Specifically, the Infinera platforms interoperated with the Lumentum white box open line system including the 20 port Transport ROADM. The test cases covered point-to-point metro fiber links carrying multiple modulations including QPSK (quadrature phase shift keying), 8QAM (quadrature amplitude modulation) and 16QAM with PIC based super-channels over the Lumentum open line system. The test was able to fill the fiber to full capacity at QPSK, 8QAM and 16QAM data rates via 19 super-channels injected into a single rack unit 20 port ROADM. A fully loaded solution achieves up to 24 terabits of fiber capacity using the Infinite Capacity Engine at 16QAM. The testing successfully validated standard optical parameters including optical signal to noise ratio (OSNR) for seamless performance over metro distances.

The companies described the interoperability testing as the first multi-vendor driven demonstration of, and commitment to supporting, an open, interoperable and agile approach to the construction of transport networks, including for data center interconnect (DCI) and metro/edge WDM transport.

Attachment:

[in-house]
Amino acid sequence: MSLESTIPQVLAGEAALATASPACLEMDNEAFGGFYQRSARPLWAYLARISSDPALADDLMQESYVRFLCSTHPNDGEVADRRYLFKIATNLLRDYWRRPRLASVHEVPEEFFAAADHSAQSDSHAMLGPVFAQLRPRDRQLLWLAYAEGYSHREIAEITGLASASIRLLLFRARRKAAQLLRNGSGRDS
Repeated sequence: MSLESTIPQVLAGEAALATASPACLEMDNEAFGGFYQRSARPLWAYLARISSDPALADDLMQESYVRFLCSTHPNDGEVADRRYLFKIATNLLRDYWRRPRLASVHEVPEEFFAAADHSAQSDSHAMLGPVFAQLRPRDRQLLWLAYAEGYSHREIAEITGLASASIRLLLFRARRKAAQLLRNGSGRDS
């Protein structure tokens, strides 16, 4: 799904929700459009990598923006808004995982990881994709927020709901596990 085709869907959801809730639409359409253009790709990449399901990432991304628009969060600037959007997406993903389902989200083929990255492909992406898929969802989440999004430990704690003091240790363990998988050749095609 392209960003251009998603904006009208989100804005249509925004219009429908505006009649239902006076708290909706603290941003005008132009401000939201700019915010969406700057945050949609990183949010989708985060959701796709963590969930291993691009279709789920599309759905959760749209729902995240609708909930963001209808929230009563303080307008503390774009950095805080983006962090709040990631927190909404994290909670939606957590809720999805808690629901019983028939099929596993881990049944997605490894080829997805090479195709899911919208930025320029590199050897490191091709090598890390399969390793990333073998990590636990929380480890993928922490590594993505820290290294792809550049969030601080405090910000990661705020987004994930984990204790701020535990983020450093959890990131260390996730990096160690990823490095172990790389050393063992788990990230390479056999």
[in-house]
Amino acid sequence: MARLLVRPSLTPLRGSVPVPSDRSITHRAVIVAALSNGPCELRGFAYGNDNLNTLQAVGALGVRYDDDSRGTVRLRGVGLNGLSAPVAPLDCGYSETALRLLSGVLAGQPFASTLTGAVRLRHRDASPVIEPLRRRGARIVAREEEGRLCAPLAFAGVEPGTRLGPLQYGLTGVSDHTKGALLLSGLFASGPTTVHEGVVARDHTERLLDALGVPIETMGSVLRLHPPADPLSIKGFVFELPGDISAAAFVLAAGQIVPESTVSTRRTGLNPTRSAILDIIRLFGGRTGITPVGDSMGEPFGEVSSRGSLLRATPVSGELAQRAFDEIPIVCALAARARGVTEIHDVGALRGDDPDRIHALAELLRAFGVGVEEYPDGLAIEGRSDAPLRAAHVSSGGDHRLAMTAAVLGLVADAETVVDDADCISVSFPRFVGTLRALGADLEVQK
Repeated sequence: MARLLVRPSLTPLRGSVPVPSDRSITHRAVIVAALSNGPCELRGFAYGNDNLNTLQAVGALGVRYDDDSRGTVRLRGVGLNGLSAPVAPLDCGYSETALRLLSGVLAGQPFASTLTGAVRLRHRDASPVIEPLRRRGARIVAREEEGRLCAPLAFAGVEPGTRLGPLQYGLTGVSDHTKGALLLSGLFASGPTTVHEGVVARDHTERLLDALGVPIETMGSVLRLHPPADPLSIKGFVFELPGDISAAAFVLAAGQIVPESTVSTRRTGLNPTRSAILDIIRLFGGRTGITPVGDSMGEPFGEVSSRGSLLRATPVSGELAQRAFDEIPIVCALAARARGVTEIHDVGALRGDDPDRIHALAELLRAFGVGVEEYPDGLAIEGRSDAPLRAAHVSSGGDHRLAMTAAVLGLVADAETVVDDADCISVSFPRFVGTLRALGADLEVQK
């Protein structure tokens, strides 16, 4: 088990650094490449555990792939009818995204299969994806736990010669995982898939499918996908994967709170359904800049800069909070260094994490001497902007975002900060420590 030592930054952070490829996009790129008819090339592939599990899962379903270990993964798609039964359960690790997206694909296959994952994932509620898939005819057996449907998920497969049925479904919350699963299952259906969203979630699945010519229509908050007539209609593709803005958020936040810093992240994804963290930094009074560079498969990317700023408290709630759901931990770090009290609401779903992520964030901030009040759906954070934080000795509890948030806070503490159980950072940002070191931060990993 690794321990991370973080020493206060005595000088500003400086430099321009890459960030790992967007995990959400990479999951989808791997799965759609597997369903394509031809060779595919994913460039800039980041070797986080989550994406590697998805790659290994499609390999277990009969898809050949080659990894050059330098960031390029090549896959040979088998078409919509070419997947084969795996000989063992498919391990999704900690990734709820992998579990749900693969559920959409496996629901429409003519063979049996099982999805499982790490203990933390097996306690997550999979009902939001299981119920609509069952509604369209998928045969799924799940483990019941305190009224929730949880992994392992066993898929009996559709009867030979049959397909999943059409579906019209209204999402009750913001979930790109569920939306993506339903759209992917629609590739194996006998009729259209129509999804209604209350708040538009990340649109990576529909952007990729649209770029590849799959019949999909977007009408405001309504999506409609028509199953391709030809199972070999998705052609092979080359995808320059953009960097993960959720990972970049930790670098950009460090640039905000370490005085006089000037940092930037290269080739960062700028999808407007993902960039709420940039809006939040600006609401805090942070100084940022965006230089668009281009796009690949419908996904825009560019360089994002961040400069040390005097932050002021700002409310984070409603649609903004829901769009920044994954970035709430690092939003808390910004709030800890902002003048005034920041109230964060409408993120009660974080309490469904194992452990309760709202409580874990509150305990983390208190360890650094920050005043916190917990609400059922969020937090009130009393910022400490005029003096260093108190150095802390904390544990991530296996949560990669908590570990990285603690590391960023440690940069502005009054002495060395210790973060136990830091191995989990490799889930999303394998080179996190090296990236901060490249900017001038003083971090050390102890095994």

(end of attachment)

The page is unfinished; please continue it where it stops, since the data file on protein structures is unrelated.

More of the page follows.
Infinera and Lumentum also noted that they are collaborating on open packet optical transport in the Telecom Infra Project (TIP), an industry initiative co-founded by Facebook.

“By validating the industry’s first white box open line system interoperability with Lumentum, Infinera has demonstrated our commitment to delivering the innovative and open optical solutions that our customers need,” said Tom Fallon, Infinera CEO. “Infinera’s leadership in technology innovation with large-scale photonic integration is changing telecom networks. This announcement is yet another step in the path to delivering on our vision of enabling an infinite pool of intelligent bandwidth that the next communications infrastructure is built upon.”

“Lumentum’s award-winning optical white boxes are designed for simplicity and scalability, with open interfaces to enable Software Defined Networking (SDN),” said Alan Lowe, Lumentum CEO. “The demonstration of successful interoperability with Infinera validates the open system approach that should deliver the simplicity and service innovation many network operators desire.”

https://www.infinera.com/infinera-validates-intelligent-transport-network-portfolio-over-lumentum-white-box-optical-line-system/
https://www.lumentum.com



See also